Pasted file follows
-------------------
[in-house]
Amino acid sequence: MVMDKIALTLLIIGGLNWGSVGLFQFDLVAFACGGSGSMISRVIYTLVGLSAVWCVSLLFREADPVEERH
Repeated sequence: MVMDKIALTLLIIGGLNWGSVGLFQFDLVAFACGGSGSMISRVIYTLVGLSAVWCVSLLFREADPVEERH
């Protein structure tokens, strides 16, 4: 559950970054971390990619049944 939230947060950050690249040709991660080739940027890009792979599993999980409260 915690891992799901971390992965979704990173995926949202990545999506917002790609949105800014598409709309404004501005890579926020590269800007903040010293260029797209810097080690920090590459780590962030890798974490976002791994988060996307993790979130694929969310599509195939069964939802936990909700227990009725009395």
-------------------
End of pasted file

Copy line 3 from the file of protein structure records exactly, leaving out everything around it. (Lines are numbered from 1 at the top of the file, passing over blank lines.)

Repeated sequence: MVMDKIALTLLIIGGLNWGSVGLFQFDLVAFACGGSGSMISRVIYTLVGLSAVWCVSLLFREADPVEERH